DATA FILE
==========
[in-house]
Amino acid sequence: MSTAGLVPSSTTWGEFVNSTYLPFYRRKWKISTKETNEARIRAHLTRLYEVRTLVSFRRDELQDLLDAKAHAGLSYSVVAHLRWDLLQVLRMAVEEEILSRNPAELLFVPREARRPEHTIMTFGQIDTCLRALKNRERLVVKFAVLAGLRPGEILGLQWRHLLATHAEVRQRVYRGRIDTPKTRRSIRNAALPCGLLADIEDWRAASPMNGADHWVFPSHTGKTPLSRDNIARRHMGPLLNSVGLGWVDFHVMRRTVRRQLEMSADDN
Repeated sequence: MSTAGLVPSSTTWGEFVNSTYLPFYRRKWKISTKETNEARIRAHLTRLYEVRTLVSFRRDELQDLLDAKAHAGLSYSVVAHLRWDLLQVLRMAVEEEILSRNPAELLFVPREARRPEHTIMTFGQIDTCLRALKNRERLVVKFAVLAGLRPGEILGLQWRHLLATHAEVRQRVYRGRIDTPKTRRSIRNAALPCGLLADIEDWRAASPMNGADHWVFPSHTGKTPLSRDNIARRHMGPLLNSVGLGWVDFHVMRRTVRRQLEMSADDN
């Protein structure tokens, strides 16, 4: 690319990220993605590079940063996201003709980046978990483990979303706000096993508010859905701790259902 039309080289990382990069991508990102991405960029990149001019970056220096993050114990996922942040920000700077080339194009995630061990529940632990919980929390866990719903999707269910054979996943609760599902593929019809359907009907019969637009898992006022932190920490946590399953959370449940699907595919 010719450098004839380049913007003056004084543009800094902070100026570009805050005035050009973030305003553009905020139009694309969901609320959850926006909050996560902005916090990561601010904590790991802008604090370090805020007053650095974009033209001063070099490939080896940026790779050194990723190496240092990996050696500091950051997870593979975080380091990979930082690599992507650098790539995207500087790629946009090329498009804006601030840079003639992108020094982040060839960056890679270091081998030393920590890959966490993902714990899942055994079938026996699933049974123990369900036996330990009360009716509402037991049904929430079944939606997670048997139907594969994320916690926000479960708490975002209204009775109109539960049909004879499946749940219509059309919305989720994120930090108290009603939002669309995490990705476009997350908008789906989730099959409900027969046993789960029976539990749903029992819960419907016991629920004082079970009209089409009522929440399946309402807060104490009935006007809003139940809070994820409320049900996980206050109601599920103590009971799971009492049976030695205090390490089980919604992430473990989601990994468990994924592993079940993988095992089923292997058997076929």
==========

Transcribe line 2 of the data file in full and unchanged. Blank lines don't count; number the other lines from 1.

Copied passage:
Amino acid sequence: MSTAGLVPSSTTWGEFVNSTYLPFYRRKWKISTKETNEARIRAHLTRLYEVRTLVSFRRDELQDLLDAKAHAGLSYSVVAHLRWDLLQVLRMAVEEEILSRNPAELLFVPREARRPEHTIMTFGQIDTCLRALKNRERLVVKFAVLAGLRPGEILGLQWRHLLATHAEVRQRVYRGRIDTPKTRRSIRNAALPCGLLADIEDWRAASPMNGADHWVFPSHTGKTPLSRDNIARRHMGPLLNSVGLGWVDFHVMRRTVRRQLEMSADDN